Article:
. UN Committee on Economic, Social and Cultural Rights, General Comment No. 3, The Nature of States Parties Obligations (art. 2, par. 1), UN Doc. 14/12/90 (1990), para. 10.
. See, for example, K. G. Young, “The minimum core of economic and social rights: a concept in search of content,” Yale Journal of International Law 33 (2008), pp. 113–175; J. Tobin, The right to health in international law (Oxford: Oxford University Press, 2012).
. See, for example, United Nations General Assembly, Annotations on the text of the draft international covenants on human rights: Chapter II; General problems relating to the draft covenants, UN Doc. A/2929 (1955), paras. 19, 50.
. For a fuller discussion of these origins, see L. Forman et al. (2016, see note 6).
. UN Committee on Economic, Social and Cultural Rights (1990, see note 29), para.10.
. UN Committee on Economic, Social and Cultural Rights, General Comment No. 14, The Right to the Highest Attainable Standard of Health, UN Doc. E/C.12/2000/4 (2000), para. 43.
. Ibid., para. 43.
. Ibid., para. 44.
. Ibid., para. 47.
. Ibid., para. 45.
. R. Hammonds, G. Ooms, and W. Vandenhole, “Under the (legal) radar screen: Global health initiatives and international human rights obligations,” BMC International Health and Human Rights 12/31 (2012).
. UN Committee on Economic, Social and Cultural Rights (2000, see note 35), paras. 9, 12.
. For example, for the case of China, see X. Tian, Y. Song, and X. Zhang, “National Essential Medicines List and policy practice: A case study of China’s health care reform,” BMC Health Services Research 12/401 (2012).
. UN Committee on the Rights of the Child, General Comment No. 15, The Right of the Child to the Enjoyment of the Highest Attainable Standard of Health (Art. 24), UN Doc. CRC/C/GC/15 (2013), para. 73.
. See Forman et al. (2016, see note 6); Young (see note 31); A. Chapman and S. Russell, Core obligations: Building a framework for economic, social and cultural rights (Antwerp: Intersentia, 2002); Tobin (see note 31).
. See, for example, World Health Organization, Aga Khan University, and Partnership for Maternal, Newborn and Child Health, Essential interventions, commodities and guidelines for reproductive, maternal, newborn and child health: A Global review of the key interventions related to reproductive, maternal, newborn and child health (RMNCH) (Geneva: Partnership for Maternal, Newborn and Child Health, 2011).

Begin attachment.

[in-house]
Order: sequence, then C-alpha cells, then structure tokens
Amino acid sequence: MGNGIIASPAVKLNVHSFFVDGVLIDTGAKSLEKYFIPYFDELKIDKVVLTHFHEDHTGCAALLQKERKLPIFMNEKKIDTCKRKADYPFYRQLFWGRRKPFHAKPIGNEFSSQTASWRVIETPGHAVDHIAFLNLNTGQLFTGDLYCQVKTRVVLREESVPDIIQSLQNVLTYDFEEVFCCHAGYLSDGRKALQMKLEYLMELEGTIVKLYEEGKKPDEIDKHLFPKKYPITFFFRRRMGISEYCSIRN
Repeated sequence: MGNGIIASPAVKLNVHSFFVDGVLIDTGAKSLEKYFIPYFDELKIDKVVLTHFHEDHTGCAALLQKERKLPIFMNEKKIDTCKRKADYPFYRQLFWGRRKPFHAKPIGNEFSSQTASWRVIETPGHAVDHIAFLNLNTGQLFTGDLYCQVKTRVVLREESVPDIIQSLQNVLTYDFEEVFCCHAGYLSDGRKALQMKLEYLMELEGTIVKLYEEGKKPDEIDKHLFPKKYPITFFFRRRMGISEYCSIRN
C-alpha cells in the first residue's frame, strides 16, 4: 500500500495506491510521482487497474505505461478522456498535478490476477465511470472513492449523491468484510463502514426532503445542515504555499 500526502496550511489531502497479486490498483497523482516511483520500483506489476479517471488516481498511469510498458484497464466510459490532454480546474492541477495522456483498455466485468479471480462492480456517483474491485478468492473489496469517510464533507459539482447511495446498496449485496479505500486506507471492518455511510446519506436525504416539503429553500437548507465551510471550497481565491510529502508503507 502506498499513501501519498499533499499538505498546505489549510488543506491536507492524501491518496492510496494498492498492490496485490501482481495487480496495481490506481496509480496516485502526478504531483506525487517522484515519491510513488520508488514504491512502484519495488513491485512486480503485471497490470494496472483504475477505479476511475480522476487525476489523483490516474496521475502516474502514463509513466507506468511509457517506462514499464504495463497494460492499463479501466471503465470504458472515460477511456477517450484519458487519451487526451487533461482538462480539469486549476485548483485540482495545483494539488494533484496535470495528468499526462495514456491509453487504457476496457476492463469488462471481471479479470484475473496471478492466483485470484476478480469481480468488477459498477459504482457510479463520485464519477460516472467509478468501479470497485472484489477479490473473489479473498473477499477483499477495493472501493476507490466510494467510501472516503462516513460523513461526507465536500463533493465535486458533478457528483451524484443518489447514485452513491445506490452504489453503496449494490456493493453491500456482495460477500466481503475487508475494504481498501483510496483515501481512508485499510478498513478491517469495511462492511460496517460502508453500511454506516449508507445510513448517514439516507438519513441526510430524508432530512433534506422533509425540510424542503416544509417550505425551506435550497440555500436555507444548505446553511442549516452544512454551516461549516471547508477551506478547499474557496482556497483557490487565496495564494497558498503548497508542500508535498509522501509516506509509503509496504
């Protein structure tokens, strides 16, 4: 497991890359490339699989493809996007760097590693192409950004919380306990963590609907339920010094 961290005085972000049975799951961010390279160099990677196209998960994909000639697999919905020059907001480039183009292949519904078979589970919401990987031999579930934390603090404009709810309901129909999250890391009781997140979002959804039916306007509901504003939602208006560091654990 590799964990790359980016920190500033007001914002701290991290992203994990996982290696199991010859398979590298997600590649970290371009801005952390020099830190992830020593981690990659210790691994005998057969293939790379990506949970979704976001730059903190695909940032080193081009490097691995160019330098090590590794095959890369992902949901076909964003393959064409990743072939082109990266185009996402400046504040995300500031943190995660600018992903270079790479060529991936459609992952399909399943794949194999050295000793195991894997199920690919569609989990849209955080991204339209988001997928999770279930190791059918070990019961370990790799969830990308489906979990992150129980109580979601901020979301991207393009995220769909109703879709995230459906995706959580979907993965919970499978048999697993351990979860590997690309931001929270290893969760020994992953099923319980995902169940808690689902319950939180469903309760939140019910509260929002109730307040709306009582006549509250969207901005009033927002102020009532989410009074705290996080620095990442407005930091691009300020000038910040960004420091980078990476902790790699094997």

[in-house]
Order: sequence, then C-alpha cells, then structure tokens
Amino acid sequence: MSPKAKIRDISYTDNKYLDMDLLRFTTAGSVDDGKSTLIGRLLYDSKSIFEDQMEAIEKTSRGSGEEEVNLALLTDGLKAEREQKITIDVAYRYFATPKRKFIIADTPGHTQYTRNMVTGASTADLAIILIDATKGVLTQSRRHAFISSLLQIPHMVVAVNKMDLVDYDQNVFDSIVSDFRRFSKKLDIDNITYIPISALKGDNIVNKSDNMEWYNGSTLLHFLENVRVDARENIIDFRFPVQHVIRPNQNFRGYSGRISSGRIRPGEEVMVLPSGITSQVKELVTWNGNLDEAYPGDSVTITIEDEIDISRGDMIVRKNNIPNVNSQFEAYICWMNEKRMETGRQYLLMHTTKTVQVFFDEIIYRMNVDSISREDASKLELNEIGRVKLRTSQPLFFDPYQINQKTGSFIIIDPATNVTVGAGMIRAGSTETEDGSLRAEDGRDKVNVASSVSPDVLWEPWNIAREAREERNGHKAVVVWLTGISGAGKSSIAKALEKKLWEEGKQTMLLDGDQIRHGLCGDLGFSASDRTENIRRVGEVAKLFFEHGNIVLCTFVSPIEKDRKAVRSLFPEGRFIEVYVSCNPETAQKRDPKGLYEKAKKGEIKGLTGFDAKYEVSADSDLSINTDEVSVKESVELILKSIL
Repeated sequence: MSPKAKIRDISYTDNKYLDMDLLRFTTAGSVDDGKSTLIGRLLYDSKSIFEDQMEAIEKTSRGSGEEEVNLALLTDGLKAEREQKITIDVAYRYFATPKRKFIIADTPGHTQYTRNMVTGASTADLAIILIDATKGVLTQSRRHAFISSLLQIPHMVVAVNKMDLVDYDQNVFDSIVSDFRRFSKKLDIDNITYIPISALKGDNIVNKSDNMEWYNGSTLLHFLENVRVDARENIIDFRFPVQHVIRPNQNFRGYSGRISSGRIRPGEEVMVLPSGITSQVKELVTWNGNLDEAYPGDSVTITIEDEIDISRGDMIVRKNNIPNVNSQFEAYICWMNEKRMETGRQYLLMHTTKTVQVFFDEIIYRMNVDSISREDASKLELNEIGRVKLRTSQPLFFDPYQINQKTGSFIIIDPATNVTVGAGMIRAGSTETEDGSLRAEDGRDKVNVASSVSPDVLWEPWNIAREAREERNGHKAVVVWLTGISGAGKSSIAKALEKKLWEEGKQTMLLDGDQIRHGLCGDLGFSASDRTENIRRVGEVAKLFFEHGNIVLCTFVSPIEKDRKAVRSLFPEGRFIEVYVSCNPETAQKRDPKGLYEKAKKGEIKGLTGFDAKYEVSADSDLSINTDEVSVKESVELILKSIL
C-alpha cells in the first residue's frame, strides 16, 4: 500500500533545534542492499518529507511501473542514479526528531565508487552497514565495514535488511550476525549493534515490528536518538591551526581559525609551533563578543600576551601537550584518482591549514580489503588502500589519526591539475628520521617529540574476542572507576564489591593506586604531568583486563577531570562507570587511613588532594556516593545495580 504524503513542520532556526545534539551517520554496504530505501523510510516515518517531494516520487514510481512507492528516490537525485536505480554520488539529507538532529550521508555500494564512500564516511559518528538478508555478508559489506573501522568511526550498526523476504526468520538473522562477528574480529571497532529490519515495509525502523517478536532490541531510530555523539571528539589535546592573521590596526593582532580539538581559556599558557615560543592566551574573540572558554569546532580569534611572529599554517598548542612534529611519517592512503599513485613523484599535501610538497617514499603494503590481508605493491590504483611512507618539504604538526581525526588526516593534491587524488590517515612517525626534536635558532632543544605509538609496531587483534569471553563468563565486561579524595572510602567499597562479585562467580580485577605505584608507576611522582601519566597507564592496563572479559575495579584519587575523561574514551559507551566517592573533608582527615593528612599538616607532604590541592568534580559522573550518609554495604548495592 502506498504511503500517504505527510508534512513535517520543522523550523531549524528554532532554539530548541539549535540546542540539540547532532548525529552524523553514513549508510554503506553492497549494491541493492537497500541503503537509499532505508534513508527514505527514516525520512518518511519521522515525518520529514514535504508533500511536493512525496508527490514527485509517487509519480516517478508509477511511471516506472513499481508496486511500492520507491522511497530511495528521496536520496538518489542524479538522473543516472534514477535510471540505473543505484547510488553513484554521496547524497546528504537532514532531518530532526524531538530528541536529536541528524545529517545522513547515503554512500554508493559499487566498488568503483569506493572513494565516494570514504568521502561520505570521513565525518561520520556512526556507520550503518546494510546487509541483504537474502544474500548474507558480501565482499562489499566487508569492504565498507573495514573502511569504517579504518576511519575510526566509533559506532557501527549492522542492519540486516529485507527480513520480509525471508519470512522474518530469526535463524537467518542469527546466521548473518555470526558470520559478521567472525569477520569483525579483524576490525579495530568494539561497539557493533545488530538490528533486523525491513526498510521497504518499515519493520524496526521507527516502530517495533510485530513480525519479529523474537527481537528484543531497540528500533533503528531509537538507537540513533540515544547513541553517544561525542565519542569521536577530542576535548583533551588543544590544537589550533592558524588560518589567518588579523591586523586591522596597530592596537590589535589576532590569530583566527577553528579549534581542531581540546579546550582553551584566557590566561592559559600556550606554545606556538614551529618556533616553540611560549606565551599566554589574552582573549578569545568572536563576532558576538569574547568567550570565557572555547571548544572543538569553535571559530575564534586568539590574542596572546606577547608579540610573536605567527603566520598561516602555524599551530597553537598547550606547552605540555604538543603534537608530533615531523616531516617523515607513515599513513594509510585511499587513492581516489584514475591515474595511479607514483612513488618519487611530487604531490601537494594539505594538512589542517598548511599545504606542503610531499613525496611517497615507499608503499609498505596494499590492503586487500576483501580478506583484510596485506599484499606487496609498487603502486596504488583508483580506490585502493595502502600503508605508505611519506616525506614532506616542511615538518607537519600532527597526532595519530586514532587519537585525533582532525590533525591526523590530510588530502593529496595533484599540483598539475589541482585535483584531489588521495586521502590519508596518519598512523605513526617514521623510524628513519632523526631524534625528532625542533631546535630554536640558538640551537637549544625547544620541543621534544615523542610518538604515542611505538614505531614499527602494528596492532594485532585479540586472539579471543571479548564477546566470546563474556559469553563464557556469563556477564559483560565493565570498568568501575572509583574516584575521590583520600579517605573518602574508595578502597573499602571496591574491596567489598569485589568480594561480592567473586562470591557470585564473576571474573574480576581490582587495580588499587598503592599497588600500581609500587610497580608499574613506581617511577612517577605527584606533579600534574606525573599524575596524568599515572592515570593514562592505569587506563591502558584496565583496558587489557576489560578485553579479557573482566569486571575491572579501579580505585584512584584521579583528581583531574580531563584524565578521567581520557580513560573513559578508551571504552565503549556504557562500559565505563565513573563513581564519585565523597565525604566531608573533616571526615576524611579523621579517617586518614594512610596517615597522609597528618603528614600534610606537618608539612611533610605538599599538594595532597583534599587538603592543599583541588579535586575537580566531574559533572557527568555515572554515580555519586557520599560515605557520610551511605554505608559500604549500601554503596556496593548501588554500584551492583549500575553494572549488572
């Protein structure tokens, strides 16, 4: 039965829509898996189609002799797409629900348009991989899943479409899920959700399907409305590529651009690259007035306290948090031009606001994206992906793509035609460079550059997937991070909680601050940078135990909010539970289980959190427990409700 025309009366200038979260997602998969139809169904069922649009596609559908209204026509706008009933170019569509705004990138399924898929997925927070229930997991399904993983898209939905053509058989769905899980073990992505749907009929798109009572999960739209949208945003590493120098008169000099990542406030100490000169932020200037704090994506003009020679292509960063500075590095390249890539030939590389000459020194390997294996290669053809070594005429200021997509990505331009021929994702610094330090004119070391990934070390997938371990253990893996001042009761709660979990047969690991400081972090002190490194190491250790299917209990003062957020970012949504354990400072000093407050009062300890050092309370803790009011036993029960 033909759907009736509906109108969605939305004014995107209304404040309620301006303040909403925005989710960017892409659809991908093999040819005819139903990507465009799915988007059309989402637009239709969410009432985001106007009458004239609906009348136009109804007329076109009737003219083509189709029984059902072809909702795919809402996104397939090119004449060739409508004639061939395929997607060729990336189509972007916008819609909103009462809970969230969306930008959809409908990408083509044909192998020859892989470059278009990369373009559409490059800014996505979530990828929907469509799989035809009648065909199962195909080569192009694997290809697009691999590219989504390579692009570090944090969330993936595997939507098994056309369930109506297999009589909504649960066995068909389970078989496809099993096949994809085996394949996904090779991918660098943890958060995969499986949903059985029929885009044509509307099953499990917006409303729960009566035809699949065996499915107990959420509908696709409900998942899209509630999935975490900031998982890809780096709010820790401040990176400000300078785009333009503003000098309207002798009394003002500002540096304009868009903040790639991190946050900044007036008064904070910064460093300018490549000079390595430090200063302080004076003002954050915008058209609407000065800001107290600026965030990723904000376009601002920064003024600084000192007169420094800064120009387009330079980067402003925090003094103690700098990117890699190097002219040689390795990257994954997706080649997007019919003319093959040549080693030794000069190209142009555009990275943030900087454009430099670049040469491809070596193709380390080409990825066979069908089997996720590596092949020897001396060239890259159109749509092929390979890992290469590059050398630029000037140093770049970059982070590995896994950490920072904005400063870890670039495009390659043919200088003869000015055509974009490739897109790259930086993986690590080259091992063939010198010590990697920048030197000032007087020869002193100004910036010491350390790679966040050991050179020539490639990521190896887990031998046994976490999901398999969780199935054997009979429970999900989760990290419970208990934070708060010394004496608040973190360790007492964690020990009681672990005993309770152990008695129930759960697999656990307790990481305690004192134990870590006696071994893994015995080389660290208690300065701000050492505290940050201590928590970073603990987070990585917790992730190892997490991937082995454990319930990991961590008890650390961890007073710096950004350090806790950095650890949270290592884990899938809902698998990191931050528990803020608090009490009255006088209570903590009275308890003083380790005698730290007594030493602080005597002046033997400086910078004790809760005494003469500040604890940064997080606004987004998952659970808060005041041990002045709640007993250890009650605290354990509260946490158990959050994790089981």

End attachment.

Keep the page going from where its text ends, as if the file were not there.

. IAEG 2016 metadata publication, 38.
. See, for example, S. Gruskin and N. Daniels, “Process is the point: Justice and human rights; Priority setting and fair deliberative process,” American Journal of Public Health 98/9 (2008), pp. 1573–1577; A. E. Yamin and O. F. Norheim, “Taking equality seriously: Applying human rights frameworks to priority setting in health,” Human Rights Quarterly 36/2 (2014), pp. 296–324.
. Inter-Agency Expert Group on SDG Indicators, Compilation of metadata for the proposed global indicators for the review of the 2030 Agenda for Sustainable Development (2016), p. 33.
. L. Hiam and M. McKee, “Making a fair contribution: Is charging migrants for healthcare in line with NHS principles?” Journal of the Royal Society of Medicine (2016): doi: 10.1177/0141076816638657; “Liberal government fully restores refugee health care program,” CBC News (February 18, 2016). Available at http://www.cbc.ca/news/politics/mcallum-philpott-interim-federal-health-program-refugees-1.3453397.
. UN Committee on the Elimination of Discrimination against Women, General Recommendation No. 28, The Core Obligations of States Parties under Article 2 of the Convention, UN Doc CEDAW/C/GC/28 (2010), para. 15.
. UN Committee on the Elimination of Discrimination Against Women, Communication No. 17/2008, UN Doc. CEDAW/C/49/D/17/2008 (2011), para. 7.6.
. Ibid., paras. 5.1, 5.10.
. World Health Organization (2015, see note 5), p. 10.
. People’s Health Movement, Medact, Health Action International, et al., Global health watch 3: An alternative world health report (London: Zed Books, 2011); People’s Health Movement, WHA66: Statement on Universal Health Coverage (May 24, 2013). Available at http://www.phmovement.org/en/node/7600.
. W. Korpi and J. Palme, “The paradox of redistribution and strategies of equality: Welfare state institutions, inequality, and poverty in the Western countries,” American Sociological Review 63/5 (1998), p. 81; see also A. Sen, “The political economy of targeting,” in D. van de Walle and K. Nead (eds), Public spending and the poor: Theory and evidence (Baltimore: Johns Hopkins University Press, 1995), p. 14; Titmuss (see note 18).
. T. Mkandawire, Targeting and universalism in poverty reduction, United Nations Research Institute for Social Development, Social Policy and Development Programme Paper No. 23 (December 2005).
. C. Williams and A. Blaiklock, “Human rights discourse in the Sustainable Development Agenda avoids obligations and entitlements: Comment on ‘Rights language in the Sustainable Development Agenda: Has right to health discourse and norms shaped health goals?’” International Journal of Health Policy and Management 5/6 (2016), pp. 387–390.
. People’s Health Movement, Medact, Medico International, et al., Global health watch 4: An alternative world health report (London: Zed Books, 2014), p. 82.
. M. McKee, D. Balabanova, S. Basu, et al.,” Universal health coverage: A quest for all countries but under threat in some,” Value in Health 16/1 (2013), pp. S39–S45. W. D. Savedoff, D. de Ferranti, A. L. Smith, et al., “Political and economic aspects of the transition to universal health coverage,” Lancet 380/9845 (2012), pp. 924–932.
. C. E. Brolan, J. Hill, and P. S. Hill, “Global governance for universal health coverage: Could a framework convention on global health hold it together?” Global Health Governance 6/2 (2013), pp. 1–11; E. Friedman, “An independent review and accountability mechanism for the Sustainable Development Goals: The possibilities of a framework convention on global health,” Health and Human Rights 18/1 (2016).